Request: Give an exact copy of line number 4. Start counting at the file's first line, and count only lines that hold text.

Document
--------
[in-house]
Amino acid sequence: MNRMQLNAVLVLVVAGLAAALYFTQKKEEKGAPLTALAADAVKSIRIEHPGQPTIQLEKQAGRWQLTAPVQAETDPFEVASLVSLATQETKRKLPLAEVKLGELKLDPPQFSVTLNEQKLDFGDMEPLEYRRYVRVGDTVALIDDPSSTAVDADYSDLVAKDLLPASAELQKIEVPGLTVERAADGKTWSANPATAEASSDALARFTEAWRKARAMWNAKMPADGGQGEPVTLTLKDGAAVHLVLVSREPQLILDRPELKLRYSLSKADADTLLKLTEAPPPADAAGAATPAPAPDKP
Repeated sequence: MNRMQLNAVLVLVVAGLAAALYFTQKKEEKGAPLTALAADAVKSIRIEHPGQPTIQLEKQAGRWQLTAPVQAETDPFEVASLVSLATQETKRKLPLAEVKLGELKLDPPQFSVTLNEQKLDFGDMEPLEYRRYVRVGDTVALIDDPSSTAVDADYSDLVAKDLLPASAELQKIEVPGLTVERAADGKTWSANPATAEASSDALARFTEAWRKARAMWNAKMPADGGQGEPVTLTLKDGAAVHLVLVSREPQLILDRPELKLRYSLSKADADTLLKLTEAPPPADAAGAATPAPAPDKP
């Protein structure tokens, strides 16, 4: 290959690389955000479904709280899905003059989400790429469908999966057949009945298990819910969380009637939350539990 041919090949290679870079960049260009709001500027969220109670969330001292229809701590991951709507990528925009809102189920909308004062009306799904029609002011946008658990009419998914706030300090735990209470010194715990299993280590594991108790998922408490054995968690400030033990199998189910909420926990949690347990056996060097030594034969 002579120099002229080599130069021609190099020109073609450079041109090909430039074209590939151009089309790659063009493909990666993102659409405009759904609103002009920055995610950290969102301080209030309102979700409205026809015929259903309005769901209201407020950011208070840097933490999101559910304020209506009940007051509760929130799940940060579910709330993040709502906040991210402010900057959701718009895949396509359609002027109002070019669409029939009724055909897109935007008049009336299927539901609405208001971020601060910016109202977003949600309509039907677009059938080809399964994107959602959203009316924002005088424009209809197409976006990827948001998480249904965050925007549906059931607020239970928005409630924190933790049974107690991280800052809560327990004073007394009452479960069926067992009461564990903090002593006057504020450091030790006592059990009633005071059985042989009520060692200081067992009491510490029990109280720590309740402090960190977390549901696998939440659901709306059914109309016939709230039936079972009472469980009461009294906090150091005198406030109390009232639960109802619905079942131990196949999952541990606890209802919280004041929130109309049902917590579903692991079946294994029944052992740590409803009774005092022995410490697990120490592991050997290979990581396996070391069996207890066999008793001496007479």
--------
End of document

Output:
């Protein structure tokens, strides 16, 4: 290959690389955000479904709280899905003059989400790429469908999966057949009945298990819910969380009637939350539990 041919090949290679870079960049260009709001500027969220109670969330001292229809701590991951709507990528925009809102189920909308004062009306799904029609002011946008658990009419998914706030300090735990209470010194715990299993280590594991108790998922408490054995968690400030033990199998189910909420926990949690347990056996060097030594034969 002579120099002229080599130069021609190099020109073609450079041109090909430039074209590939151009089309790659063009493909990666993102659409405009759904609103002009920055995610950290969102301080209030309102979700409205026809015929259903309005769901209201407020950011208070840097933490999101559910304020209506009940007051509760929130799940940060579910709330993040709502906040991210402010900057959701718009895949396509359609002027109002070019669409029939009724055909897109935007008049009336299927539901609405208001971020601060910016109202977003949600309509039907677009059938080809399964994107959602959203009316924002005088424009209809197409976006990827948001998480249904965050925007549906059931607020239970928005409630924190933790049974107690991280800052809560327990004073007394009452479960069926067992009461564990903090002593006057504020450091030790006592059990009633005071059985042989009520060692200081067992009491510490029990109280720590309740402090960190977390549901696998939440659901709306059914109309016939709230039936079972009472469980009461009294906090150091005198406030109390009232639960109802619905079942131990196949999952541990606890209802919280004041929130109309049902917590579903692991079946294994029944052992740590409803009774005092022995410490697990120490592991050997290979990581396996070391069996207890066999008793001496007479």